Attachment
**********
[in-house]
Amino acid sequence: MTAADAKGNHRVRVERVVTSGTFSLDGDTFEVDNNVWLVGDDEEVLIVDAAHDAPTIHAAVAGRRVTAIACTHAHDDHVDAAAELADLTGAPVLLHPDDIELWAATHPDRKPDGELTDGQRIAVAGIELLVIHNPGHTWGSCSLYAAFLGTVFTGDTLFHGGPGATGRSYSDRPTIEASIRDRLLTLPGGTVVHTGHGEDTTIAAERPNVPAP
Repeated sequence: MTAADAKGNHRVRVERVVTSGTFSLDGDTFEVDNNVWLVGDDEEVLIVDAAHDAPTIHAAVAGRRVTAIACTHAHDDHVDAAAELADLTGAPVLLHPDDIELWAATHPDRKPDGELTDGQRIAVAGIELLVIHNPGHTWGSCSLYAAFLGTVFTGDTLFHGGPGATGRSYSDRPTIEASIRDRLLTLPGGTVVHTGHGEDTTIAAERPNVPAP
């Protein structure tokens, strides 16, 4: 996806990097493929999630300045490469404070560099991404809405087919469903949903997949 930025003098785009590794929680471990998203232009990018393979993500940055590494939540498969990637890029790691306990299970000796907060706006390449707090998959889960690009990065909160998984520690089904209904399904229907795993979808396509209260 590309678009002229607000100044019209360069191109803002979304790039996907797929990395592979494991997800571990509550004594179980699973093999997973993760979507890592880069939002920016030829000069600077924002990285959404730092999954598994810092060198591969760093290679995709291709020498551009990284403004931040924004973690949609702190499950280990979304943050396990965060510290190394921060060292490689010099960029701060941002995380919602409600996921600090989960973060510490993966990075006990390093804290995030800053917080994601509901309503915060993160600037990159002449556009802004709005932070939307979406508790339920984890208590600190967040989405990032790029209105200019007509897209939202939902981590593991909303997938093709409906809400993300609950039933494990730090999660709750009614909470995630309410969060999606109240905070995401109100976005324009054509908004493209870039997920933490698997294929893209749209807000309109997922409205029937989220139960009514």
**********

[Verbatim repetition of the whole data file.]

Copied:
[in-house]
Amino acid sequence: MTAADAKGNHRVRVERVVTSGTFSLDGDTFEVDNNVWLVGDDEEVLIVDAAHDAPTIHAAVAGRRVTAIACTHAHDDHVDAAAELADLTGAPVLLHPDDIELWAATHPDRKPDGELTDGQRIAVAGIELLVIHNPGHTWGSCSLYAAFLGTVFTGDTLFHGGPGATGRSYSDRPTIEASIRDRLLTLPGGTVVHTGHGEDTTIAAERPNVPAP
Repeated sequence: MTAADAKGNHRVRVERVVTSGTFSLDGDTFEVDNNVWLVGDDEEVLIVDAAHDAPTIHAAVAGRRVTAIACTHAHDDHVDAAAELADLTGAPVLLHPDDIELWAATHPDRKPDGELTDGQRIAVAGIELLVIHNPGHTWGSCSLYAAFLGTVFTGDTLFHGGPGATGRSYSDRPTIEASIRDRLLTLPGGTVVHTGHGEDTTIAAERPNVPAP
């Protein structure tokens, strides 16, 4: 996806990097493929999630300045490469404070560099991404809405087919469903949903997949 930025003098785009590794929680471990998203232009990018393979993500940055590494939540498969990637890029790691306990299970000796907060706006390449707090998959889960690009990065909160998984520690089904209904399904229907795993979808396509209260 590309678009002229607000100044019209360069191109803002979304790039996907797929990395592979494991997800571990509550004594179980699973093999997973993760979507890592880069939002920016030829000069600077924002990285959404730092999954598994810092060198591969760093290679995709291709020498551009990284403004931040924004973690949609702190499950280990979304943050396990965060510290190394921060060292490689010099960029701060941002995380919602409600996921600090989960973060510490993966990075006990390093804290995030800053917080994601509901309503915060993160600037990159002449556009802004709005932070939307979406508790339920984890208590600190967040989405990032790029209105200019007509897209939202939902981590593991909303997938093709409906809400993300609950039933494990730090999660709750009614909470995630309410969060999606109240905070995401109100976005324009054509908004493209870039997920933490698997294929893209749209807000309109997922409205029937989220139960009514």